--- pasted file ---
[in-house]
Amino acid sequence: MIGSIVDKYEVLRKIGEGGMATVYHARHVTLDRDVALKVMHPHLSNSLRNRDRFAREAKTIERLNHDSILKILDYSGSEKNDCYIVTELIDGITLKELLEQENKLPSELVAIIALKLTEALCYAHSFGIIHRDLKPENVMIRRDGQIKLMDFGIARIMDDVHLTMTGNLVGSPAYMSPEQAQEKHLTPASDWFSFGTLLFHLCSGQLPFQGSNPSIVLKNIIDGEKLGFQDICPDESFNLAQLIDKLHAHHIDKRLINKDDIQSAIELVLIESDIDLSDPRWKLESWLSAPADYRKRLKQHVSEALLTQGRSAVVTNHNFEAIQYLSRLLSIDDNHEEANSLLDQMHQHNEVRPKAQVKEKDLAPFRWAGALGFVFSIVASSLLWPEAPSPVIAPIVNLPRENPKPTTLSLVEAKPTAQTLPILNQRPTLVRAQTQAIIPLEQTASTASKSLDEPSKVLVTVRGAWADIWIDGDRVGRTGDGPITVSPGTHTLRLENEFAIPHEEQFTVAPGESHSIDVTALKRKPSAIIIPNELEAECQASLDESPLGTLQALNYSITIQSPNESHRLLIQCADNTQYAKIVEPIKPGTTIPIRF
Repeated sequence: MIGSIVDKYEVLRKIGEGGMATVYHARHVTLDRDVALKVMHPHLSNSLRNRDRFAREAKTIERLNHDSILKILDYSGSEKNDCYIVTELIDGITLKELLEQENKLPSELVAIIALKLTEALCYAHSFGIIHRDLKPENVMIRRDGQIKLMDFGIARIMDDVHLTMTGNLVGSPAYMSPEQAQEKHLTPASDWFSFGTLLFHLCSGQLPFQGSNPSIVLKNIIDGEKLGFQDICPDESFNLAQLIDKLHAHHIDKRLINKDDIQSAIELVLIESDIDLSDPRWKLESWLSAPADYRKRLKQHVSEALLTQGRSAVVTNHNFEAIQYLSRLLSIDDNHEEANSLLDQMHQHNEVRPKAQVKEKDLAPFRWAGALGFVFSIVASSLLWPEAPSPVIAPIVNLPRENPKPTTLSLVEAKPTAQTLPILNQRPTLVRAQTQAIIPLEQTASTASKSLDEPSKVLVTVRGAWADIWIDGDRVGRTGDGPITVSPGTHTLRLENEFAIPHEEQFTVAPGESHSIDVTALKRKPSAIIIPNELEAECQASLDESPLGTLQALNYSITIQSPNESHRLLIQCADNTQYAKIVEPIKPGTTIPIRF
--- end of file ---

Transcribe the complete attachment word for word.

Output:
[in-house]
Amino acid sequence: MIGSIVDKYEVLRKIGEGGMATVYHARHVTLDRDVALKVMHPHLSNSLRNRDRFAREAKTIERLNHDSILKILDYSGSEKNDCYIVTELIDGITLKELLEQENKLPSELVAIIALKLTEALCYAHSFGIIHRDLKPENVMIRRDGQIKLMDFGIARIMDDVHLTMTGNLVGSPAYMSPEQAQEKHLTPASDWFSFGTLLFHLCSGQLPFQGSNPSIVLKNIIDGEKLGFQDICPDESFNLAQLIDKLHAHHIDKRLINKDDIQSAIELVLIESDIDLSDPRWKLESWLSAPADYRKRLKQHVSEALLTQGRSAVVTNHNFEAIQYLSRLLSIDDNHEEANSLLDQMHQHNEVRPKAQVKEKDLAPFRWAGALGFVFSIVASSLLWPEAPSPVIAPIVNLPRENPKPTTLSLVEAKPTAQTLPILNQRPTLVRAQTQAIIPLEQTASTASKSLDEPSKVLVTVRGAWADIWIDGDRVGRTGDGPITVSPGTHTLRLENEFAIPHEEQFTVAPGESHSIDVTALKRKPSAIIIPNELEAECQASLDESPLGTLQALNYSITIQSPNESHRLLIQCADNTQYAKIVEPIKPGTTIPIRF
Repeated sequence: MIGSIVDKYEVLRKIGEGGMATVYHARHVTLDRDVALKVMHPHLSNSLRNRDRFAREAKTIERLNHDSILKILDYSGSEKNDCYIVTELIDGITLKELLEQENKLPSELVAIIALKLTEALCYAHSFGIIHRDLKPENVMIRRDGQIKLMDFGIARIMDDVHLTMTGNLVGSPAYMSPEQAQEKHLTPASDWFSFGTLLFHLCSGQLPFQGSNPSIVLKNIIDGEKLGFQDICPDESFNLAQLIDKLHAHHIDKRLINKDDIQSAIELVLIESDIDLSDPRWKLESWLSAPADYRKRLKQHVSEALLTQGRSAVVTNHNFEAIQYLSRLLSIDDNHEEANSLLDQMHQHNEVRPKAQVKEKDLAPFRWAGALGFVFSIVASSLLWPEAPSPVIAPIVNLPRENPKPTTLSLVEAKPTAQTLPILNQRPTLVRAQTQAIIPLEQTASTASKSLDEPSKVLVTVRGAWADIWIDGDRVGRTGDGPITVSPGTHTLRLENEFAIPHEEQFTVAPGESHSIDVTALKRKPSAIIIPNELEAECQASLDESPLGTLQALNYSITIQSPNESHRLLIQCADNTQYAKIVEPIKPGTTIPIRF